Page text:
Verve Therapeutics released promising results of the first human clinical trial of a novel gene editing technique known as base editing that can help maintain healthy levels of cholesterol.

This therapeutic approach involves injecting patients with VERVE-101, a Clustered Regularly Interspace Short Palindromic Repeats (CRISPR)-based gene editing therapy, which inactivates the liver gene PCSK9 that typically contributes to higher levels of low-density lipoprotein (LDL)—a key contributor to heart disease.

The first PCSK9 inhibitor to receive FDA approval was the Praluent injection by Sanofi in July 2015. Since then, other PCSK9 inhibitors have made it to market, such as the injection Repatha by Amgen.

According to GlobalData, PCSK9 inhibitors currently hold a 20% market share in the acute coronary syndrome market and have experienced an aggressive compound annual growth rate of 42% between 2016 and 2023.

The PCSK9 inhibitor injections’ high price, access barriers and need for repeated injections are still limiting the widespread usage of these drugs. However, there is ongoing R&D to develop an oral PCSK9 inhibitor that would provide a more convenient and accessible option for patients. For example, Merck has already initiated clinical trials on its oral cyclic peptide PCSK9 inhibitor—MK-0616.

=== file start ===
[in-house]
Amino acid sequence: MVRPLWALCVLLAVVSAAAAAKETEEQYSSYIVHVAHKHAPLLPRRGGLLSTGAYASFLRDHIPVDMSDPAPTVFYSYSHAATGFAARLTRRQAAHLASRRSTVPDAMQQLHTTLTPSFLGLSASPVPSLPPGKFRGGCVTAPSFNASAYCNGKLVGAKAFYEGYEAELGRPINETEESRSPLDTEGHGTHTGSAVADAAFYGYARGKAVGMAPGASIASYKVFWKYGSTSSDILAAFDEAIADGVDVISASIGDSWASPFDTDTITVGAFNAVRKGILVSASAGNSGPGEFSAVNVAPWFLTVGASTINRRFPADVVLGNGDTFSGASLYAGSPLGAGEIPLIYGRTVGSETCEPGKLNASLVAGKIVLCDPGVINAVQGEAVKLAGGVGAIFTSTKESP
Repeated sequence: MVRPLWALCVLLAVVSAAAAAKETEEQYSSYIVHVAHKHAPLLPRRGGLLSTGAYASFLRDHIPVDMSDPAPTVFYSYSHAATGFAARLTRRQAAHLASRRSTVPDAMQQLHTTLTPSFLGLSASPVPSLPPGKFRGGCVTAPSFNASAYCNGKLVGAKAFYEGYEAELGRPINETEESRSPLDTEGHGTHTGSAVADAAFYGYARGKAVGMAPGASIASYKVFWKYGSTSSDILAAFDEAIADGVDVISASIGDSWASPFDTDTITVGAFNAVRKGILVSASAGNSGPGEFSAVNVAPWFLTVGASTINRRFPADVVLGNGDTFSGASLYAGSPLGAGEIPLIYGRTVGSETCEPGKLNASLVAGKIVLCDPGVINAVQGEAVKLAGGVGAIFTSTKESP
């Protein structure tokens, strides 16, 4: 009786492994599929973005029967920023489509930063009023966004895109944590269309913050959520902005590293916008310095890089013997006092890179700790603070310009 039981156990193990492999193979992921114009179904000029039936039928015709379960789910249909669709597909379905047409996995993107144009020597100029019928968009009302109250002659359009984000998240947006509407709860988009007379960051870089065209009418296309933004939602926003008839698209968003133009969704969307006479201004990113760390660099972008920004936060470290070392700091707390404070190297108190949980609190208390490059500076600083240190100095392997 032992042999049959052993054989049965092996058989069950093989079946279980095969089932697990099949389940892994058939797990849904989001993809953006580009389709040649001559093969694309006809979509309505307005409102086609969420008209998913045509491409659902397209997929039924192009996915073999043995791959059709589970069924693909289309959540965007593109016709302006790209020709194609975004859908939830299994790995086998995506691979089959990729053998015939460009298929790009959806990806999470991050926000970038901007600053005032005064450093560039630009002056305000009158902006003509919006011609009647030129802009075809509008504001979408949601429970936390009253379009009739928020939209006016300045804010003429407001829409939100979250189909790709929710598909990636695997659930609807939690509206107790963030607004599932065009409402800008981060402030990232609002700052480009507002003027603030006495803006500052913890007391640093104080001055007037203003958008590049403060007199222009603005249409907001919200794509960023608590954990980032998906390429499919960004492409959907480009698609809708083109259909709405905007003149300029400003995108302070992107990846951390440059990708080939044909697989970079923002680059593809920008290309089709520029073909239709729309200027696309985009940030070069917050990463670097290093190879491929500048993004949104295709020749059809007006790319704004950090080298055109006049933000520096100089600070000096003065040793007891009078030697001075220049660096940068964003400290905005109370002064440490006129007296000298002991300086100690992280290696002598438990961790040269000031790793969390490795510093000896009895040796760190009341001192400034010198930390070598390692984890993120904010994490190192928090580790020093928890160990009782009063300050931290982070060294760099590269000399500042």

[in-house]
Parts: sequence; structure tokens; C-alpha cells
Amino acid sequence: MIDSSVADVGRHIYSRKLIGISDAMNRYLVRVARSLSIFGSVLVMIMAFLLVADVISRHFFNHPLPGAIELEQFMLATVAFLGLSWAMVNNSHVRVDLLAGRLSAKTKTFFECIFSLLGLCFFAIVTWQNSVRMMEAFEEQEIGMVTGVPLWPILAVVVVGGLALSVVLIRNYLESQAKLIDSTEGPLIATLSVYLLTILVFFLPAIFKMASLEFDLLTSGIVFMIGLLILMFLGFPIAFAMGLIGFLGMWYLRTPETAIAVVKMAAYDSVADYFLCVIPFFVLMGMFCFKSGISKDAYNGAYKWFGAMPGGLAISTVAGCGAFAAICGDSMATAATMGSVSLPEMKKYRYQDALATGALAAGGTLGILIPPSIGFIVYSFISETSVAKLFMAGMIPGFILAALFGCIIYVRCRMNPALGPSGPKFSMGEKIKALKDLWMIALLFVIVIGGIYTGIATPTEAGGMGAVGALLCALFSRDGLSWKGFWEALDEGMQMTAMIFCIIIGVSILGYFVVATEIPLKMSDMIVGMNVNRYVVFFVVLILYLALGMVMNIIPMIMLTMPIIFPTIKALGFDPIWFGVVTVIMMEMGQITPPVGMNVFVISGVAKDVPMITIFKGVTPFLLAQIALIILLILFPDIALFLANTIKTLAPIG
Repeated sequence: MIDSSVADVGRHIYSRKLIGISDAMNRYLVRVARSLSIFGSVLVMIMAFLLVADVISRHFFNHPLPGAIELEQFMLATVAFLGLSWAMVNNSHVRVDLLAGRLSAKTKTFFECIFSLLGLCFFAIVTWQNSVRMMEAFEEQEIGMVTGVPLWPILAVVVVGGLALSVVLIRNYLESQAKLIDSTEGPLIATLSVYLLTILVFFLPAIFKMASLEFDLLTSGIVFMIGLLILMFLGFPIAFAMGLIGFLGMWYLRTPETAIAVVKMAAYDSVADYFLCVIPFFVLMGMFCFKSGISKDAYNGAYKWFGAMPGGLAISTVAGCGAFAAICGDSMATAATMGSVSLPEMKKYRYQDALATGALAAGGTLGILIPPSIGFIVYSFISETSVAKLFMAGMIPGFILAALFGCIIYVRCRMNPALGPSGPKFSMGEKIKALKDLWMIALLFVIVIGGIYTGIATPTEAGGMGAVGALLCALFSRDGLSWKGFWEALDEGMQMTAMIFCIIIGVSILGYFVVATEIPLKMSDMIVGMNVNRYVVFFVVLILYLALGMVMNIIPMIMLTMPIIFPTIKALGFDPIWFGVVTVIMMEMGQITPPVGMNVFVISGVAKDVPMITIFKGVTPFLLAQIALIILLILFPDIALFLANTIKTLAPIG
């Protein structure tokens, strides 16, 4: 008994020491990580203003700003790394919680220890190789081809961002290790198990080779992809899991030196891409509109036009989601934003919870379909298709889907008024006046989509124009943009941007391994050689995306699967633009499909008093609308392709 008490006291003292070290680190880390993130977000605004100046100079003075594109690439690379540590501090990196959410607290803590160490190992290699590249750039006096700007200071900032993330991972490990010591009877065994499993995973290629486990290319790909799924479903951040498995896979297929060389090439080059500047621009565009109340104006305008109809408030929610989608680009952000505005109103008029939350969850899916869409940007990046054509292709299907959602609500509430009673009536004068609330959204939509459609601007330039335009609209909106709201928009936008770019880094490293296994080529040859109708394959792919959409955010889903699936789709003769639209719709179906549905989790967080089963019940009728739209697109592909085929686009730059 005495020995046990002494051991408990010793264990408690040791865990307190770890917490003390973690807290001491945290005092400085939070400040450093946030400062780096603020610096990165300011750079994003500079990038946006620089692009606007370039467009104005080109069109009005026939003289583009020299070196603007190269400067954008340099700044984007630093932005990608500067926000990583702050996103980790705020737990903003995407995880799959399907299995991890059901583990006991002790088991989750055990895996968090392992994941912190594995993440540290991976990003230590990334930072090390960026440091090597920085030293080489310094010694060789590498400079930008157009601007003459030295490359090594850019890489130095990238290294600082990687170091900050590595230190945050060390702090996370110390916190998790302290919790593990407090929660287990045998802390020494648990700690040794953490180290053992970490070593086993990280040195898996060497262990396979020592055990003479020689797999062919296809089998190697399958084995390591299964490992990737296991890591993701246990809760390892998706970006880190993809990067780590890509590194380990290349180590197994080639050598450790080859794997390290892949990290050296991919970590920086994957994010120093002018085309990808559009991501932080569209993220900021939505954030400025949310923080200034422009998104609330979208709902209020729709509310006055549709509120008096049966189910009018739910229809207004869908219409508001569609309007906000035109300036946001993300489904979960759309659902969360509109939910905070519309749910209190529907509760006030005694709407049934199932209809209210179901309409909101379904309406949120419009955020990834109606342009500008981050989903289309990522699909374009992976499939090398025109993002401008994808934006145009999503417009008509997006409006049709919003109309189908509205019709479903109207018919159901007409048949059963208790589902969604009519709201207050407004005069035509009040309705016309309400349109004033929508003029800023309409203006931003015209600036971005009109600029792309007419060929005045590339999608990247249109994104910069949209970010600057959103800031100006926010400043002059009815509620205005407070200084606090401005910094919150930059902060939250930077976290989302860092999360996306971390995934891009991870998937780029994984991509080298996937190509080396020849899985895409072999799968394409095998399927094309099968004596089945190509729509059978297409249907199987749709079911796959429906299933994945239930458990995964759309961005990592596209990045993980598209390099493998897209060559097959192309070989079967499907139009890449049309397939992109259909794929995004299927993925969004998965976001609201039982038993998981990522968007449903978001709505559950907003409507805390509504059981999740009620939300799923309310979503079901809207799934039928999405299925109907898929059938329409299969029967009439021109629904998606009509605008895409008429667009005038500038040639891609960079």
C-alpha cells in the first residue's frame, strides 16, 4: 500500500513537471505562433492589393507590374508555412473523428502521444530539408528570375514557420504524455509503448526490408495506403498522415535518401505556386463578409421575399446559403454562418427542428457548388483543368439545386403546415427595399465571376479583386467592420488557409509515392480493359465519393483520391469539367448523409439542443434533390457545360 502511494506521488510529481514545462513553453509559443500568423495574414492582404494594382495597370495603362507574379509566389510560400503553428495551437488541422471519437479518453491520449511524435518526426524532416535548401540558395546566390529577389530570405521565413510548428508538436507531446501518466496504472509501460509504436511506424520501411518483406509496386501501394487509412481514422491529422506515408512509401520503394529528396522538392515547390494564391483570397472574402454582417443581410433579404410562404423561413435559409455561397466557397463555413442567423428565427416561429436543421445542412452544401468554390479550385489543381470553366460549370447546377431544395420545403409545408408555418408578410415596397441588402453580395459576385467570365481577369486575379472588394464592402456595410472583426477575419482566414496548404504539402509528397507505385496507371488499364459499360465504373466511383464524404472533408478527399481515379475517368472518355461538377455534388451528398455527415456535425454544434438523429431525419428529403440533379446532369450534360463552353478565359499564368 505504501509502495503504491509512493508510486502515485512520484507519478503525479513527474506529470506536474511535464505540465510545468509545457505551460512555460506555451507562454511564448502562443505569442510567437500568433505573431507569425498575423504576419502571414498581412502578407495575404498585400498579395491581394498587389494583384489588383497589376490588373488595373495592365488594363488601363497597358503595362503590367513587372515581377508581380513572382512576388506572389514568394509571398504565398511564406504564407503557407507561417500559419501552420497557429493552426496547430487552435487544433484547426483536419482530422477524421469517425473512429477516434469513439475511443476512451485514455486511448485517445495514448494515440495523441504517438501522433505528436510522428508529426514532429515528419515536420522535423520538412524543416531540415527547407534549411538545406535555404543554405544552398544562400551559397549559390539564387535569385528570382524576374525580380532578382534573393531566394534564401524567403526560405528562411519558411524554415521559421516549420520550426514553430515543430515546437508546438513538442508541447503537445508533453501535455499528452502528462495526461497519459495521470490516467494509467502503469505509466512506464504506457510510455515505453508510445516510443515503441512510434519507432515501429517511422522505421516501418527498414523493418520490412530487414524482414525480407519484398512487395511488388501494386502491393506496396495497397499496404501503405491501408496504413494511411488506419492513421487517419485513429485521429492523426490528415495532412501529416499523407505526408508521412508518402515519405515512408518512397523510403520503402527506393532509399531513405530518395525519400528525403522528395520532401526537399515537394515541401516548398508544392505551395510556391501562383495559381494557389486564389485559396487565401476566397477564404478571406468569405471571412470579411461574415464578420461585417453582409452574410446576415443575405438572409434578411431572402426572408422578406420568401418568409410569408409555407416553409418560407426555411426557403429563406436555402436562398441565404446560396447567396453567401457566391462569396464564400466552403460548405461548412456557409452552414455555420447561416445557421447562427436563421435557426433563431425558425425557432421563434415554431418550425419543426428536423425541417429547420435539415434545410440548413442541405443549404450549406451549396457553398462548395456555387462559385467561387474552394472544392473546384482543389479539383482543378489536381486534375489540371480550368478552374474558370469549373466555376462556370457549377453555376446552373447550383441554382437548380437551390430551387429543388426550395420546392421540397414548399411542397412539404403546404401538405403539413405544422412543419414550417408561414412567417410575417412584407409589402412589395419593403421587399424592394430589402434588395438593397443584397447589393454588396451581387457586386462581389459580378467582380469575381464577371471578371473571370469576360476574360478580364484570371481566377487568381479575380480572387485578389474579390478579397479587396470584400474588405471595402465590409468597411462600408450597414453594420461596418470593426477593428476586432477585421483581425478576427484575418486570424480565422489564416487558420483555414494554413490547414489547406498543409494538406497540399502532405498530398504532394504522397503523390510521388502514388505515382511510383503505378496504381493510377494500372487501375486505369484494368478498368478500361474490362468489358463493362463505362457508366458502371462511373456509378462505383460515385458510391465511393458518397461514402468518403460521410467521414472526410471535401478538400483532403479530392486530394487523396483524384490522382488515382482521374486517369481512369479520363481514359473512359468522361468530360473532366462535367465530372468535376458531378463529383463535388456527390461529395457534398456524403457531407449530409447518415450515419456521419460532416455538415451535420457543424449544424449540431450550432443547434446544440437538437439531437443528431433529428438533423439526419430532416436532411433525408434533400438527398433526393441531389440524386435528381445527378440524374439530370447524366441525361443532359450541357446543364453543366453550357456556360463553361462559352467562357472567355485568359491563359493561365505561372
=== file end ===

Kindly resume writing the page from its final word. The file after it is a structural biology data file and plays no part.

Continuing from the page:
Even though VERVE-101 is an injectable, what makes this drug different from the rest is that it is the first time CRISPR technology has been successfully used for DNA base pair editing in humans.

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By GlobalData

Results from the VERVE-101 trial show how precision and personalised medicine, which is most often used to target cancer genes, can also be used to target genes associated with other indications such as cardiovascular disease.

Nevertheless, the VERVE-101 treatment had some serious side effects, which included two out of the ten participants suffering from heart attacks. Further clinical trials are required to guarantee the safety of this drug.